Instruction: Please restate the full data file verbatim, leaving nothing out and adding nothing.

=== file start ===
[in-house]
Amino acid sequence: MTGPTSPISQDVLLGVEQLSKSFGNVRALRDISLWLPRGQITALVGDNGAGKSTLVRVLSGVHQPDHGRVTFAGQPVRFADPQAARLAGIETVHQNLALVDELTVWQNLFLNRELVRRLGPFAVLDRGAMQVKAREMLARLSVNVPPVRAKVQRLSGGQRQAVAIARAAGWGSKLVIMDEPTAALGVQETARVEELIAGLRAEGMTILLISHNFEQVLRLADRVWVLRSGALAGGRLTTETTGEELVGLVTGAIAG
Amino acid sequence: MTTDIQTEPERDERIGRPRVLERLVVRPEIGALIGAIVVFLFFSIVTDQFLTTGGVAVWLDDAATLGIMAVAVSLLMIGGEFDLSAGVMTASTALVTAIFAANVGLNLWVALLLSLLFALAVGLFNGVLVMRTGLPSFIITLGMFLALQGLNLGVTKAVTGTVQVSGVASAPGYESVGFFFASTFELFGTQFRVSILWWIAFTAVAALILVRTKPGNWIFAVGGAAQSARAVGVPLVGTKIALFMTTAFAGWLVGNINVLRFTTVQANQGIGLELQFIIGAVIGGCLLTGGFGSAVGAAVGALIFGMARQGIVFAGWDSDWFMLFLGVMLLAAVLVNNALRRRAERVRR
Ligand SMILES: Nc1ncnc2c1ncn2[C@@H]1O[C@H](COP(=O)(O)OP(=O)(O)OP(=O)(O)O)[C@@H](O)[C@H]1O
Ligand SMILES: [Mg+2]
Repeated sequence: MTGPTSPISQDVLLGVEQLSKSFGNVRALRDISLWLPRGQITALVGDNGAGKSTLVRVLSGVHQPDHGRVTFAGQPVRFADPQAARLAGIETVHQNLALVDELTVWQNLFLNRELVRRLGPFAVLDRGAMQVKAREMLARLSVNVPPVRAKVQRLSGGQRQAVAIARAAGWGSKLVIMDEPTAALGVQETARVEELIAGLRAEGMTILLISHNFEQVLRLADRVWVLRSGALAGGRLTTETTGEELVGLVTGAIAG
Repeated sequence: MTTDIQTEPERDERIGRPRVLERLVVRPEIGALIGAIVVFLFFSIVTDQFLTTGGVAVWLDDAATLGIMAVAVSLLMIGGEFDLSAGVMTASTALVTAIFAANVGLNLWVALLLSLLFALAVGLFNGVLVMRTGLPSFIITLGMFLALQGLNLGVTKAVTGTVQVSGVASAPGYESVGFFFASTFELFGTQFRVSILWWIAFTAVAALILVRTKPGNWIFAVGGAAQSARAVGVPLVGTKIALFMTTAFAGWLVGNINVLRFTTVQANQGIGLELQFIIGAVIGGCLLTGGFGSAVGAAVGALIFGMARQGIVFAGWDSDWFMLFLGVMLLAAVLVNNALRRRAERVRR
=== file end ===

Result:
[in-house]
Amino acid sequence: MTGPTSPISQDVLLGVEQLSKSFGNVRALRDISLWLPRGQITALVGDNGAGKSTLVRVLSGVHQPDHGRVTFAGQPVRFADPQAARLAGIETVHQNLALVDELTVWQNLFLNRELVRRLGPFAVLDRGAMQVKAREMLARLSVNVPPVRAKVQRLSGGQRQAVAIARAAGWGSKLVIMDEPTAALGVQETARVEELIAGLRAEGMTILLISHNFEQVLRLADRVWVLRSGALAGGRLTTETTGEELVGLVTGAIAG
Amino acid sequence: MTTDIQTEPERDERIGRPRVLERLVVRPEIGALIGAIVVFLFFSIVTDQFLTTGGVAVWLDDAATLGIMAVAVSLLMIGGEFDLSAGVMTASTALVTAIFAANVGLNLWVALLLSLLFALAVGLFNGVLVMRTGLPSFIITLGMFLALQGLNLGVTKAVTGTVQVSGVASAPGYESVGFFFASTFELFGTQFRVSILWWIAFTAVAALILVRTKPGNWIFAVGGAAQSARAVGVPLVGTKIALFMTTAFAGWLVGNINVLRFTTVQANQGIGLELQFIIGAVIGGCLLTGGFGSAVGAAVGALIFGMARQGIVFAGWDSDWFMLFLGVMLLAAVLVNNALRRRAERVRR
Ligand SMILES: Nc1ncnc2c1ncn2[C@@H]1O[C@H](COP(=O)(O)OP(=O)(O)OP(=O)(O)O)[C@@H](O)[C@H]1O
Ligand SMILES: [Mg+2]
Repeated sequence: MTGPTSPISQDVLLGVEQLSKSFGNVRALRDISLWLPRGQITALVGDNGAGKSTLVRVLSGVHQPDHGRVTFAGQPVRFADPQAARLAGIETVHQNLALVDELTVWQNLFLNRELVRRLGPFAVLDRGAMQVKAREMLARLSVNVPPVRAKVQRLSGGQRQAVAIARAAGWGSKLVIMDEPTAALGVQETARVEELIAGLRAEGMTILLISHNFEQVLRLADRVWVLRSGALAGGRLTTETTGEELVGLVTGAIAG
Repeated sequence: MTTDIQTEPERDERIGRPRVLERLVVRPEIGALIGAIVVFLFFSIVTDQFLTTGGVAVWLDDAATLGIMAVAVSLLMIGGEFDLSAGVMTASTALVTAIFAANVGLNLWVALLLSLLFALAVGLFNGVLVMRTGLPSFIITLGMFLALQGLNLGVTKAVTGTVQVSGVASAPGYESVGFFFASTFELFGTQFRVSILWWIAFTAVAALILVRTKPGNWIFAVGGAAQSARAVGVPLVGTKIALFMTTAFAGWLVGNINVLRFTTVQANQGIGLELQFIIGAVIGGCLLTGGFGSAVGAAVGALIFGMARQGIVFAGWDSDWFMLFLGVMLLAAVLVNNALRRRAERVRR